Example: In a very large organization the director wanted to find out what proportions of the employees prefer to provide their own retirement benefits in lieu of a company sponsored plan. A simple random sample of 75 employees was taken and found that 40%, i.e. 0.4 of them are interested in providing their own retirement plans. The management requests that we use this sample to find an interval about which they can be 99 percent confident that it contains the true population proportion. Here n = 75, p = 0.4 q = 1- p = 1 0.4 = 0.6 Therefore Standard error of the mean = There the interval estimate for 99% level of confidence is 0.4 2.58 (0.057) = 0.253 and 0.547. Therefore the proportion of the total population of employees who wish to establish their own retirements plans lie between 0.253 and 0.547.

Interval Estimates using the students t Distribution

So far, the sample sizes we were examining were all larger than 30. This is not always the case. Questions like how can we handle estimates where the normal distribution is not the appropriate sampling distribution, that is, when we are estimating the population standard deviation and the sample size is 30 or less? Suppose we have data only form let us say 10 weeks or sample sizes less than 30, then fortunately, another distribution exists that is appropriate in these cases. It is called the t distribution. Early theoretical work on t distributions was done by a man named W. S. Gosset in the early 1990s. Gosset was employed by the Guinness Brewery in Dublin, Ireland, which did not permit employees to publish research findings under their own names. So Gosset adopted the pen name Student and published under that name. Consequently, the t distribution is commonly called Students t distribution, or simply Students distribution.

Conditions for usage: Because it is used when the sample size is 30 or less, statisticians often associate the t distribution with small sample statistics. This is misleading because the size of the sample is only one of the conditions that lead us to use the t distribution. The second condition is that the population standard deviation must be unknown. Use of the t distributions for estimating is required whenever the sample size is 30 or less and the population standard deviation is not known. Furthermore, in using the t distribution, we assume that the population is normal or approximately normal.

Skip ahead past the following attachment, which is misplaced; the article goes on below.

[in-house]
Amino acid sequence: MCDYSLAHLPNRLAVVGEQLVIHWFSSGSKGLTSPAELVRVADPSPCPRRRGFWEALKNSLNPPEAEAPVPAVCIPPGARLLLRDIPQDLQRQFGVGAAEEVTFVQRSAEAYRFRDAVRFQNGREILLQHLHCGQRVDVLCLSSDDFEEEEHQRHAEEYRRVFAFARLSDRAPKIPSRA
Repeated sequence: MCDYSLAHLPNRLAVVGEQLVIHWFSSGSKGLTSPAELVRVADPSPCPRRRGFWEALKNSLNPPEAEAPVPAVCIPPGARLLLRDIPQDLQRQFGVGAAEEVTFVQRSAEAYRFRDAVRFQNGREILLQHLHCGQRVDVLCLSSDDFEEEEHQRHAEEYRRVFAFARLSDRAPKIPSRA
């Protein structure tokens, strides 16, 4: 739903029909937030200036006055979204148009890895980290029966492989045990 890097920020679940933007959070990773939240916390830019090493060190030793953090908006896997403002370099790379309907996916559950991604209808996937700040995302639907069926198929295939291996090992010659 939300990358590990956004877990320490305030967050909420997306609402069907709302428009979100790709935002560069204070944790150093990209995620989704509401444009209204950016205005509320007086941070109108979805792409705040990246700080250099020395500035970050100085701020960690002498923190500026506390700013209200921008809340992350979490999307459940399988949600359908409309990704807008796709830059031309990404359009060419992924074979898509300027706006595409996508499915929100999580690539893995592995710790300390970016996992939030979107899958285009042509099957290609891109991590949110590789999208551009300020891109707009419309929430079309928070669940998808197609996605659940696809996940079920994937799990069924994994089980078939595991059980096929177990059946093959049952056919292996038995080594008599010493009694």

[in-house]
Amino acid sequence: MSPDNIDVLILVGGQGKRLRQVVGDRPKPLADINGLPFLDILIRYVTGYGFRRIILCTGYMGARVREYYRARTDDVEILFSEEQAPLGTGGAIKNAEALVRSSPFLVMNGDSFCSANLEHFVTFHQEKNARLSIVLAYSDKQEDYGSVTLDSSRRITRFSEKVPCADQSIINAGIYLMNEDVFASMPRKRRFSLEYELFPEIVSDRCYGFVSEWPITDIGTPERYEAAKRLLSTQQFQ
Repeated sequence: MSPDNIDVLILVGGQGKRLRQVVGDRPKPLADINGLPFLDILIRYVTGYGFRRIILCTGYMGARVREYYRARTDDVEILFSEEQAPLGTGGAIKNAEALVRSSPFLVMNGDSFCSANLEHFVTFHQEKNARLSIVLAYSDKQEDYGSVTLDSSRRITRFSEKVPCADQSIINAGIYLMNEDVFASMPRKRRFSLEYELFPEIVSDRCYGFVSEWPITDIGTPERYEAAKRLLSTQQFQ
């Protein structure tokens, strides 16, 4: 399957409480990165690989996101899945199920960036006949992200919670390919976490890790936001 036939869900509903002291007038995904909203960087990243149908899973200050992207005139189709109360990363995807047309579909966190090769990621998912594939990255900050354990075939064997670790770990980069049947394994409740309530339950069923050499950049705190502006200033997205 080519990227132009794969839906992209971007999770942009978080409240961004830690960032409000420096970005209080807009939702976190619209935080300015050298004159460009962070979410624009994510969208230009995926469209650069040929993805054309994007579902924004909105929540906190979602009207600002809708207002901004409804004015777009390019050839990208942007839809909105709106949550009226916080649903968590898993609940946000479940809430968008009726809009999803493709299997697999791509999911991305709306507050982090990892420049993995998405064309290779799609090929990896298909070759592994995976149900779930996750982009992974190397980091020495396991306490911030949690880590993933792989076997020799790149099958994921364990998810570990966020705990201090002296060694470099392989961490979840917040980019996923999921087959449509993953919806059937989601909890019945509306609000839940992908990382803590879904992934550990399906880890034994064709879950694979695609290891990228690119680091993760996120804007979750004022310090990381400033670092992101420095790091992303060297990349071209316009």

Degrees of freedom
There is a different t distribution for each of the possible degrees of freedom. What are degrees of freedom? We can define them as the number of values we can choose freely. We will use degrees of freedom when we select a t distribution to estimate a population mean, and we will use n 1degrees of freedom, where n is the sample size. For example, if we use a sample of 20 to estimate a population mean, we will use 19 degrees of freedom in order to select the appropriate t distribution. With two sample values, we have one degree of freedom (21 = 1), and with seven sample values, we have six degrees of freedom (71 = 6). In each of these two examples, then, we had n1 degrees of freedom, assuming n is the sample size. Similarly, a sample of 23 would give us 22 degrees of freedom.

Using the t Distribution Table

Comparison between t and z tables The table of t distribution values differs in construction from the z table or normal distribution table used previously. The t table is more compact and shows areas and t values for only a few percentages (10, 5, 2, and 1 Percent). Because there is a different t distribution for each number of degrees of freedom, a more complete table would be quite lengthy. Although we can conceive of the need for a more complete table A second difference in the t table is that it does not focus on the chance that the population parameter being estimated will fall with our confidence interval. Instead, it measures the chance that the population parameter we are estimating will not be within our confidence interval (that is, that it will lie outside it). If we are making an estimate at the 90 percent confidence level, we would look in the t table under the 0.10 column (100 percent 90 percent = 10 percent). This is 0.10 chance of error is symbolized by the Greek letter alpha . We would find the appropriate t values for confidence intervals of 95 percent, 98 percent, and 99 percent under the columns headed 0.05, 0.02, and 0.01, respectively. A third difference in using the t table is that we must specify the degrees of freedom with which we are dealing. Suppose we make an estimate at the 90 percent confidence level with a sample size of 14, which is 13 degrees of freedom. Look under the 0.10 column until you encounter the row labelled 13. Like a z value the t value there of 1.771 shows that if we mark off plus and minus 1.7716 sx (estimated standard errors of x) on either side of the mean, the area under the curve between these two limits will be 90 percent, and the area outside these limits(the chance of error) will be 10 percent. Remember that in any estimation problem in which the sample size is 30 or less and the standard deviation of the population is unknown and the underlying population can be assumed to be normal or approximately normal, we use the t distribution.

8.9 Determining the Sample size in Estimation

In all the examples above we have used, the sample size was known. Now we are trying to estimate the sample size n. if it is too small we may fail to achieve the objective, if it is too large we will be wasting resources. However, lets try to examine some of the methods that are useful in determining what sample is necessary for any specified level of precision.